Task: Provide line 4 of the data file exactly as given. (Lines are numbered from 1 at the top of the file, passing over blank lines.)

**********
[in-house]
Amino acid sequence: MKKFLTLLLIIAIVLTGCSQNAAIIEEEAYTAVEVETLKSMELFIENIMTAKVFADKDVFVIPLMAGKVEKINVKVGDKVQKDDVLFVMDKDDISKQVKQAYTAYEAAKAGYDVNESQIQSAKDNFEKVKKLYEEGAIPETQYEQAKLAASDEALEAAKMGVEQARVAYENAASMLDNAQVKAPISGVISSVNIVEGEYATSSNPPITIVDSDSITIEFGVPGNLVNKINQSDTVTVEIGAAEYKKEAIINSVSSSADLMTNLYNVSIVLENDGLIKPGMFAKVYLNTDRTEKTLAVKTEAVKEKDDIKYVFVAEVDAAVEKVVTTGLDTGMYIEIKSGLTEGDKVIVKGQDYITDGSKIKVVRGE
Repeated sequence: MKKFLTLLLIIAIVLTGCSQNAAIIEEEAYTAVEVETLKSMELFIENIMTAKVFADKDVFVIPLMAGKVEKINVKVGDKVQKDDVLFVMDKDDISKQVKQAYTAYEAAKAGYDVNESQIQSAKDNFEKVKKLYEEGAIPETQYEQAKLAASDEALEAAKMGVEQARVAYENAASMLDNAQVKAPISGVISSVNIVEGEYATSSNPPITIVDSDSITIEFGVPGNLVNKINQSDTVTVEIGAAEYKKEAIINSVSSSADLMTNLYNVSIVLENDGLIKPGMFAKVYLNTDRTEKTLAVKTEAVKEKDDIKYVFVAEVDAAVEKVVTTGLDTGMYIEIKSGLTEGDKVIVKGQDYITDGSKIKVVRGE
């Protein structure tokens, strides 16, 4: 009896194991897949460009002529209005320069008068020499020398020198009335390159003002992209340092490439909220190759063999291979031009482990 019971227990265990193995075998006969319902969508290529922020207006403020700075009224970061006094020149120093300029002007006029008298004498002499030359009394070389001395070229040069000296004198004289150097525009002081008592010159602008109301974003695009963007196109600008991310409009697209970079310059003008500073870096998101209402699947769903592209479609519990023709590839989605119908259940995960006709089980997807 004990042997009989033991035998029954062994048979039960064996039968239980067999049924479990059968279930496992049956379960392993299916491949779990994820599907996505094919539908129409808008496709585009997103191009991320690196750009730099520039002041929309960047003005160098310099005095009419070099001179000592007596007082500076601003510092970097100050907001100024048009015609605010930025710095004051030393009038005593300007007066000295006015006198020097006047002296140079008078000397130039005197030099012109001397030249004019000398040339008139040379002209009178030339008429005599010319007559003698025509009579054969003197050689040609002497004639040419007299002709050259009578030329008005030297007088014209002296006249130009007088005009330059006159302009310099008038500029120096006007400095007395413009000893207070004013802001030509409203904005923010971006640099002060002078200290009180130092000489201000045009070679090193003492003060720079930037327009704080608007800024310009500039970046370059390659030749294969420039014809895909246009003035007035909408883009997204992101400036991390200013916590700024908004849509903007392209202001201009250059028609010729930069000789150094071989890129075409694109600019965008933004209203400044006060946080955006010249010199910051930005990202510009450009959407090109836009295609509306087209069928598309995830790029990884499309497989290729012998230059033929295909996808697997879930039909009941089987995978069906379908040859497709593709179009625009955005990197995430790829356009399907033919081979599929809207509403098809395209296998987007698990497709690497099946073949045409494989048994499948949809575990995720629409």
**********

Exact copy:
């Protein structure tokens, strides 16, 4: 009896194991897949460009002529209005320069008068020499020398020198009335390159003002992209340092490439909220190759063999291979031009482990 019971227990265990193995075998006969319902969508290529922020207006403020700075009224970061006094020149120093300029002007006029008298004498002499030359009394070389001395070229040069000296004198004289150097525009002081008592010159602008109301974003695009963007196109600008991310409009697209970079310059003008500073870096998101209402699947769903592209479609519990023709590839989605119908259940995960006709089980997807 004990042997009989033991035998029954062994048979039960064996039968239980067999049924479990059968279930496992049956379960392993299916491949779990994820599907996505094919539908129409808008496709585009997103191009991320690196750009730099520039002041929309960047003005160098310099005095009419070099001179000592007596007082500076601003510092970097100050907001100024048009015609605010930025710095004051030393009038005593300007007066000295006015006198020097006047002296140079008078000397130039005197030099012109001397030249004019000398040339008139040379002209009178030339008429005599010319007559003698025509009579054969003197050689040609002497004639040419007299002709050259009578030329008005030297007088014209002296006249130009007088005009330059006159302009310099008038500029120096006007400095007395413009000893207070004013802001030509409203904005923010971006640099002060002078200290009180130092000489201000045009070679090193003492003060720079930037327009704080608007800024310009500039970046370059390659030749294969420039014809895909246009003035007035909408883009997204992101400036991390200013916590700024908004849509903007392209202001201009250059028609010729930069000789150094071989890129075409694109600019965008933004209203400044006060946080955006010249010199910051930005990202510009450009959407090109836009295609509306087209069928598309995830790029990884499309497989290729012998230059033929295909996808697997879930039909009941089987995978069906379908040859497709593709179009625009955005990197995430790829356009399907033919081979599929809207509403098809395209296998987007698990497709690497099946073949045409494989048994499948949809575990995720629409």